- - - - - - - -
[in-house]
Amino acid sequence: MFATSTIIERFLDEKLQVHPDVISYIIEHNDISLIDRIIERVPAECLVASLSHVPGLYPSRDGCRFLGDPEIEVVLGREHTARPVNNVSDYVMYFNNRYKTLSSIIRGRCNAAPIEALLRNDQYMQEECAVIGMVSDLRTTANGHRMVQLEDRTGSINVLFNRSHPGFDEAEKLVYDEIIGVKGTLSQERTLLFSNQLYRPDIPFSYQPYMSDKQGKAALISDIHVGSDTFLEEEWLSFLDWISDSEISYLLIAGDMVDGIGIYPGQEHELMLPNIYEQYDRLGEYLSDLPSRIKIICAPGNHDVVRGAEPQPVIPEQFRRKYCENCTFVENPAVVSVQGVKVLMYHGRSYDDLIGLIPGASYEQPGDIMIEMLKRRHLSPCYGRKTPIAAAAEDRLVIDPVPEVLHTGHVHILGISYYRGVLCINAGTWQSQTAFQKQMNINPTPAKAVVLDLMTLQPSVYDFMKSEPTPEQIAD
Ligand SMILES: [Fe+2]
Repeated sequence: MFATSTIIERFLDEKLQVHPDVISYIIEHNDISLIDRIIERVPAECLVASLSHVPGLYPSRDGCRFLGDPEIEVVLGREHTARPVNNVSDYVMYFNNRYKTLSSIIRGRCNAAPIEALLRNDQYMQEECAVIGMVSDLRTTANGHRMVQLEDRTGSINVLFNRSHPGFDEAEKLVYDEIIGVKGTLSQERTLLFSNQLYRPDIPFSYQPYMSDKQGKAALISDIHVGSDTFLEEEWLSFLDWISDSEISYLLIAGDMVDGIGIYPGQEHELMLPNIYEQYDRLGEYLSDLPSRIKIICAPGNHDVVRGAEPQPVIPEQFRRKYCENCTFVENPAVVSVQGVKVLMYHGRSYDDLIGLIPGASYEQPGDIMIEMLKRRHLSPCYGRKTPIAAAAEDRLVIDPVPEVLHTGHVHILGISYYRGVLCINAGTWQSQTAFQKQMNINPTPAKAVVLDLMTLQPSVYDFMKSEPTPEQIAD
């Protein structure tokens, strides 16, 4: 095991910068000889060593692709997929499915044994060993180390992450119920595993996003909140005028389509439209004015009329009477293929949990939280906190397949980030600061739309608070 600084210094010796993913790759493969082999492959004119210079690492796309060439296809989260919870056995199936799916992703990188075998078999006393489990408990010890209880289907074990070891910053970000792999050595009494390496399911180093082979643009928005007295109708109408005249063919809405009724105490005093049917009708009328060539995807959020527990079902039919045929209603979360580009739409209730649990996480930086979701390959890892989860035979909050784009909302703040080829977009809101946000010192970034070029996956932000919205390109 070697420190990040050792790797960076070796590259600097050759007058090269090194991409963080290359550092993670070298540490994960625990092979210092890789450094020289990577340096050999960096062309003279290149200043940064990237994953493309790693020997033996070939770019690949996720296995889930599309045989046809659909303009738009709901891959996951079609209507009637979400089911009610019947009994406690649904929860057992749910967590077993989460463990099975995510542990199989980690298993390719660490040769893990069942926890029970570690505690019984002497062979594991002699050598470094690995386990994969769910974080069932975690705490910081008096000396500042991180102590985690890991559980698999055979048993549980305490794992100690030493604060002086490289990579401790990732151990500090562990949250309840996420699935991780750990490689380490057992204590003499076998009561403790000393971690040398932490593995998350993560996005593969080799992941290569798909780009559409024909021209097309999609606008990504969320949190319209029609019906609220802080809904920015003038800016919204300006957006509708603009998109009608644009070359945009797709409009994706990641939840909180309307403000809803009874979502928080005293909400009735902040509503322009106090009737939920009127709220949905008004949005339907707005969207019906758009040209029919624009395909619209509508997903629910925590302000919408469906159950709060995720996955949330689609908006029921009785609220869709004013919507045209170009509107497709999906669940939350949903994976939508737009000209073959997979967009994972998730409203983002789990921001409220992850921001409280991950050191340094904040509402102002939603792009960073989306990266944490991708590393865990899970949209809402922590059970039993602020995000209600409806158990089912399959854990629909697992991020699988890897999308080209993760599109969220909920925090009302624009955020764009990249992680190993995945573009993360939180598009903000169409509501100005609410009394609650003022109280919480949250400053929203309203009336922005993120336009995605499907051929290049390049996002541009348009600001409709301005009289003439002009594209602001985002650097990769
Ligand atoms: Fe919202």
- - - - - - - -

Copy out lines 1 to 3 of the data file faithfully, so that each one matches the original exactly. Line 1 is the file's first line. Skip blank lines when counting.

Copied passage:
[in-house]
Amino acid sequence: MFATSTIIERFLDEKLQVHPDVISYIIEHNDISLIDRIIERVPAECLVASLSHVPGLYPSRDGCRFLGDPEIEVVLGREHTARPVNNVSDYVMYFNNRYKTLSSIIRGRCNAAPIEALLRNDQYMQEECAVIGMVSDLRTTANGHRMVQLEDRTGSINVLFNRSHPGFDEAEKLVYDEIIGVKGTLSQERTLLFSNQLYRPDIPFSYQPYMSDKQGKAALISDIHVGSDTFLEEEWLSFLDWISDSEISYLLIAGDMVDGIGIYPGQEHELMLPNIYEQYDRLGEYLSDLPSRIKIICAPGNHDVVRGAEPQPVIPEQFRRKYCENCTFVENPAVVSVQGVKVLMYHGRSYDDLIGLIPGASYEQPGDIMIEMLKRRHLSPCYGRKTPIAAAAEDRLVIDPVPEVLHTGHVHILGISYYRGVLCINAGTWQSQTAFQKQMNINPTPAKAVVLDLMTLQPSVYDFMKSEPTPEQIAD
Ligand SMILES: [Fe+2]